The very act of modernizing means not only is there an application feedback loop to improve, there will be a similar loop running around infrastructure and security compliance that allows the application to operate in its current state in a production environment. Let’s talk a bit about what this might look like and some challenges to keep in mind when modernizing.
Importance of the operations feedback loop
In most legacy environments, a separate operations team is responsible for the operations feedback loop. In spite of movements such as the site reliability engineering movement (SRE) and/or DevOps, many legacy applications are still deployed and monitored in a ticket driven/manual process approach.
Here is what a legacy application’s operations cycle might look like.
When something goes wrong, emergency meetings that consume evenings and weekends occur. This can result in an operations team that is resistant to changing a running application (especially if it has been running for a while). This can work against our previously established product feedback loop. If this is not flushed out at the beginning of the modernization project, a lot of time can be wasted.
I have seen modernization efforts succeed with their application goals only to fail to get to production because their operational requirements could not be achieved because the existing operations processes or the legacy infrastructure are unable to handle the new load. This is very bad for the modernization team and their executive champion.
Operations feedback loop
Let’s return to our diagram of what an operational feedback loop might look like for a legacy application. This loop begins with the provisioning of necessary hardware (there might be tickets and manual process here as well, but we will skip over that). For today’s discussion we jump to the deployment of the application on that hardware (potentially manually) and then switch to focus on the stability of the application running in its environment(s). The security compliance of that environment is constantly being addressed as threats arise.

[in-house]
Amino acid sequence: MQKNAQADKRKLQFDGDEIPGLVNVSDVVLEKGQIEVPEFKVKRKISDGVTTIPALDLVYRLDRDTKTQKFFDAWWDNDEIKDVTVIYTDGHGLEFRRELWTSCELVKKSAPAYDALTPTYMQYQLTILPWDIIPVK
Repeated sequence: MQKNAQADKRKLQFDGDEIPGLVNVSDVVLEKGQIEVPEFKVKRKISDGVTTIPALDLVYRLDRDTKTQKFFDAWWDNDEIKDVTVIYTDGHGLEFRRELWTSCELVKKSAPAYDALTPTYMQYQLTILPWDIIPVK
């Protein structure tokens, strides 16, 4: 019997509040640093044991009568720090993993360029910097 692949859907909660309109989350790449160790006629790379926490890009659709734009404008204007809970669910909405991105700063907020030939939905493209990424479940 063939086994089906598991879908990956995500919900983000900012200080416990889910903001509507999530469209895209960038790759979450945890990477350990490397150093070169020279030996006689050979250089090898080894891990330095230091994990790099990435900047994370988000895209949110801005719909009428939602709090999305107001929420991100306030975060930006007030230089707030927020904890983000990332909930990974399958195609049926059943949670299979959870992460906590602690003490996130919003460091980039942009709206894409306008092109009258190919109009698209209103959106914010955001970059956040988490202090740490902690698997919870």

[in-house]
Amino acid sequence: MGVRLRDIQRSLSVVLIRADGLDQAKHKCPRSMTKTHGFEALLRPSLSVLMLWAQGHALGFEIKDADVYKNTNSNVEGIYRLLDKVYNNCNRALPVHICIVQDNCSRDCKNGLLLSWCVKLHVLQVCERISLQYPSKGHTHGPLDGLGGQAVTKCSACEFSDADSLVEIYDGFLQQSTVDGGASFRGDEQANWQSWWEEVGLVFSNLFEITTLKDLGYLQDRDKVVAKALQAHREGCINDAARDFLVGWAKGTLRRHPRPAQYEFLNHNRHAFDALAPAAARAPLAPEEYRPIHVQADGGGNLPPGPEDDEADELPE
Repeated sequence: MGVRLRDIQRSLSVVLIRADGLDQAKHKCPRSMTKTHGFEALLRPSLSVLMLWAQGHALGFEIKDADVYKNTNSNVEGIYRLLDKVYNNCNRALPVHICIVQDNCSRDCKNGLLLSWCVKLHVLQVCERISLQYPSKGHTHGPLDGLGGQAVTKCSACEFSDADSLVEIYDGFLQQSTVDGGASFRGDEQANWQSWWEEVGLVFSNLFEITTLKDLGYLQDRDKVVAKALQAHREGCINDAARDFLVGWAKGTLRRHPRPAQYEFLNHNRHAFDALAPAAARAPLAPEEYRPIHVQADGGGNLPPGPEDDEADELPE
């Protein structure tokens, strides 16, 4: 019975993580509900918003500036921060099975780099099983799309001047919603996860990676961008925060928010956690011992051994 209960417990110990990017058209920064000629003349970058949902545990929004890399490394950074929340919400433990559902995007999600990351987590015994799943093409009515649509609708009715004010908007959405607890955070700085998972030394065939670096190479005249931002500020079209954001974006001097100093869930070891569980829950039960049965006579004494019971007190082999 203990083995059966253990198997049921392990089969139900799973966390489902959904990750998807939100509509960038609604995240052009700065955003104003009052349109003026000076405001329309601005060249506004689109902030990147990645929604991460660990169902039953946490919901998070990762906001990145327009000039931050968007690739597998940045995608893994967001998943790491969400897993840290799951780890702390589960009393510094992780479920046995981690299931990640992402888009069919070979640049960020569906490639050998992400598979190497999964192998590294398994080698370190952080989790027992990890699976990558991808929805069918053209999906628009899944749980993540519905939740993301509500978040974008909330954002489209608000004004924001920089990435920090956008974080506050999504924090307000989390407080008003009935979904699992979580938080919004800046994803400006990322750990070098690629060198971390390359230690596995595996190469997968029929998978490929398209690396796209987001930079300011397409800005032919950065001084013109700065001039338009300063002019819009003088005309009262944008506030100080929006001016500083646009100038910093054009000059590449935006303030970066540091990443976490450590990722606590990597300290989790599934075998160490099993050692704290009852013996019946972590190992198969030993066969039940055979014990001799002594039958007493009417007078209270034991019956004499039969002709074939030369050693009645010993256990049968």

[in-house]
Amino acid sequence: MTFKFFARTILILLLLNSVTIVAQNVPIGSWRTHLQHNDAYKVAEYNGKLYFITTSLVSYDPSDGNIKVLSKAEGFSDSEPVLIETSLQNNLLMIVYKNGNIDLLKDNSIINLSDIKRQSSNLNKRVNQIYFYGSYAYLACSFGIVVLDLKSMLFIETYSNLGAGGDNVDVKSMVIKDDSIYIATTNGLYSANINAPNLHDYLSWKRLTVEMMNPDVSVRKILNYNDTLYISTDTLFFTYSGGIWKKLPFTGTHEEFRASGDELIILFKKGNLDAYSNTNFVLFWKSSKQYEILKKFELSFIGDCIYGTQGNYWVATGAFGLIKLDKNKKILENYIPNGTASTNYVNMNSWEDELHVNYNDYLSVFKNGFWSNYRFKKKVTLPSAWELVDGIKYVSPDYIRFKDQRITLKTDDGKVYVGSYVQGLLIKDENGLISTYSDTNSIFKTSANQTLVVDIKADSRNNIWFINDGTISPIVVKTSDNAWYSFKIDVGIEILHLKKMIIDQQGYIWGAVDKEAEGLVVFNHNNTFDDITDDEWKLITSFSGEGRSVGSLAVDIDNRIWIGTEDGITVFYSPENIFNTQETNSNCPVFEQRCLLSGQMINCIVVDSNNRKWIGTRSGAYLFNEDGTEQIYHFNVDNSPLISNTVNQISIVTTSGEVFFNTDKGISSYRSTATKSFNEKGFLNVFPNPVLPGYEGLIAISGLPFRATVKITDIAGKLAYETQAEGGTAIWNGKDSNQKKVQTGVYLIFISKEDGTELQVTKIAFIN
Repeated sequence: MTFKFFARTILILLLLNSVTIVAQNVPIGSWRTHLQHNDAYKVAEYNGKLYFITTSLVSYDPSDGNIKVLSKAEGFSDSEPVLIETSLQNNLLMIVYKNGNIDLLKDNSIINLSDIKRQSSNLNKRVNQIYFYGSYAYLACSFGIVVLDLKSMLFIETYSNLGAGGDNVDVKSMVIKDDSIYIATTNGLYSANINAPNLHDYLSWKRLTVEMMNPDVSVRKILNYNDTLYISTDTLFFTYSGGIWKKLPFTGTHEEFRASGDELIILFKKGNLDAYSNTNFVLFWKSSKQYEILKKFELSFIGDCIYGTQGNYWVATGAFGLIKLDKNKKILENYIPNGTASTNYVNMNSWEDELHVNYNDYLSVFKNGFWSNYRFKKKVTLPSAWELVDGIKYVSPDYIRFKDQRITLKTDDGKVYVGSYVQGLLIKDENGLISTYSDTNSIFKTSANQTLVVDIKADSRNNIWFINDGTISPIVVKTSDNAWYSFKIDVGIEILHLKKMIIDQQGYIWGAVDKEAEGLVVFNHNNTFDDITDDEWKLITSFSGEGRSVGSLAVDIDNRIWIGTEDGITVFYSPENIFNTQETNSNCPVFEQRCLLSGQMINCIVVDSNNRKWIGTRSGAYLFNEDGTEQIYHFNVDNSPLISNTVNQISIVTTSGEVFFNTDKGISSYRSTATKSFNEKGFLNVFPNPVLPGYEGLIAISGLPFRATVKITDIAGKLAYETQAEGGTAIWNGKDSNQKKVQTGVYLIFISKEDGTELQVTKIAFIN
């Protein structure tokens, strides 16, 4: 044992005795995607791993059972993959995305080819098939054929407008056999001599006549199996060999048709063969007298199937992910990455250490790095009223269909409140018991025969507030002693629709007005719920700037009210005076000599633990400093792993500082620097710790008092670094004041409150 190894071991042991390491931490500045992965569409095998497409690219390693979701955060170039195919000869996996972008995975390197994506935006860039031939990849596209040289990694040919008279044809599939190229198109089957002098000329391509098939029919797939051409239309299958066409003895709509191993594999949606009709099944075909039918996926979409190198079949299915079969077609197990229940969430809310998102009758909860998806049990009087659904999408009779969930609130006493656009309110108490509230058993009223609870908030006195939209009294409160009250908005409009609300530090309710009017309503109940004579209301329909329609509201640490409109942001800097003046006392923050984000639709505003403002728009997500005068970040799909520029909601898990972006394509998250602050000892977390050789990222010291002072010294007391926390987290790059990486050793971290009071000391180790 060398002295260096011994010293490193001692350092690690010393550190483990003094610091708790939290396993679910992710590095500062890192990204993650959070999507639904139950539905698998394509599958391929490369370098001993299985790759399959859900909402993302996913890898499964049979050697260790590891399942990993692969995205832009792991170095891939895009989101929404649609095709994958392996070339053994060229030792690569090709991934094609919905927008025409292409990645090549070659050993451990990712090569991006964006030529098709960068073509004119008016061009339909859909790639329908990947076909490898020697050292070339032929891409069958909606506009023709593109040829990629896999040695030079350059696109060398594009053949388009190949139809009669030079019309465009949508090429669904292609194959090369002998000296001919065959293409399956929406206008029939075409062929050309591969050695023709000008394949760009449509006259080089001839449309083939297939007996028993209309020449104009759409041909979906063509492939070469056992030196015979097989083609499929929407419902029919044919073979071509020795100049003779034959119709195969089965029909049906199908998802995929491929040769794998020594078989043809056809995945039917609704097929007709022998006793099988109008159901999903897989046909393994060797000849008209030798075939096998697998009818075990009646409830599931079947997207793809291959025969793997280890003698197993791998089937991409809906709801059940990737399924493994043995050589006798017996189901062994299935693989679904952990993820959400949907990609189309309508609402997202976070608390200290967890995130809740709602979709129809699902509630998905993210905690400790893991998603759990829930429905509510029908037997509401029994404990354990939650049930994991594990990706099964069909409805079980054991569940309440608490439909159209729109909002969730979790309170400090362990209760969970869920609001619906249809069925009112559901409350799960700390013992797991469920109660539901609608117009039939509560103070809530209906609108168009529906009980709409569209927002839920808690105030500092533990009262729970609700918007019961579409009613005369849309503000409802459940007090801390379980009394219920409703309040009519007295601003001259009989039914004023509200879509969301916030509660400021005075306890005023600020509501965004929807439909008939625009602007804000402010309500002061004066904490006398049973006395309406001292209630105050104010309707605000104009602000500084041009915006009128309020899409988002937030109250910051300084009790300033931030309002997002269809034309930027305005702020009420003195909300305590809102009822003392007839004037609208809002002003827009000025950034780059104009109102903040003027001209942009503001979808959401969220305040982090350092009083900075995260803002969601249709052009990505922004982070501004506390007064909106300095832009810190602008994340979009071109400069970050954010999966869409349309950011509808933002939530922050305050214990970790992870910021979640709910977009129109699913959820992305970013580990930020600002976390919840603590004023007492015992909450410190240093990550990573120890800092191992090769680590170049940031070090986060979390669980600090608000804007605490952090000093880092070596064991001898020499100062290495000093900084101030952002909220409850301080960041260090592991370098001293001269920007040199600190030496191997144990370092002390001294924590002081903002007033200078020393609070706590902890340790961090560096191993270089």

Just like the product loop, the Process step requires the operations team to come to an agreement on how to move forward. Some of the required understanding to reach this sort of agreement includes:
- current enterprise limitations,
- security policies and standards, and
- the application being operated and its functionality.
As mentioned previously, SRE practices and principles and a DevOps culture can be very valuable here. However, it should not be assumed that these are in place when dealing with legacy applications, or that it would be easy to add them. Much of the required knowledge to make all this work might rest with certain individuals. These individuals might not be very available or easy to work with due to too many requests for their time. Again, we will not go into fixing such issues in this article, but be aware they might exist when planning the modernization, and some time and effort should be put into understanding the operations process and culture.